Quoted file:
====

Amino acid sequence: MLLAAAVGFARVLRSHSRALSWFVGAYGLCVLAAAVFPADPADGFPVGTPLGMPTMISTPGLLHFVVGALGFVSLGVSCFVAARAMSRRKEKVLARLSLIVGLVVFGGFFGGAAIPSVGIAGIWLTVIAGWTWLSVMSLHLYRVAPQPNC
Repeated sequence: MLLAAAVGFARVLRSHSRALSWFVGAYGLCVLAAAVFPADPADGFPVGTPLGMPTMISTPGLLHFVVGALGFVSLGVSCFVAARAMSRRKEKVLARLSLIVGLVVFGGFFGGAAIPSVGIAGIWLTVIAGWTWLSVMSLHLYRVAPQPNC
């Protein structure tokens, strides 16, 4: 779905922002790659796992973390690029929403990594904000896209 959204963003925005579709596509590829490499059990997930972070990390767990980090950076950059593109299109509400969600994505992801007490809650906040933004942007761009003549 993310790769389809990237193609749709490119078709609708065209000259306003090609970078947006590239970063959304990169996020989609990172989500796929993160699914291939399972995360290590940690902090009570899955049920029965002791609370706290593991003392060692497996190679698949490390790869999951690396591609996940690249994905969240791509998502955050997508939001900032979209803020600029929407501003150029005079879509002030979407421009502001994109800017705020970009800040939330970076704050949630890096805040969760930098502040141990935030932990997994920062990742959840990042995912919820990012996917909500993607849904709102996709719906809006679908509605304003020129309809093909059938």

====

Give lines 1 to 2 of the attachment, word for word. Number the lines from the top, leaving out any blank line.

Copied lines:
Amino acid sequence: MLLAAAVGFARVLRSHSRALSWFVGAYGLCVLAAAVFPADPADGFPVGTPLGMPTMISTPGLLHFVVGALGFVSLGVSCFVAARAMSRRKEKVLARLSLIVGLVVFGGFFGGAAIPSVGIAGIWLTVIAGWTWLSVMSLHLYRVAPQPNC
Repeated sequence: MLLAAAVGFARVLRSHSRALSWFVGAYGLCVLAAAVFPADPADGFPVGTPLGMPTMISTPGLLHFVVGALGFVSLGVSCFVAARAMSRRKEKVLARLSLIVGLVVFGGFFGGAAIPSVGIAGIWLTVIAGWTWLSVMSLHLYRVAPQPNC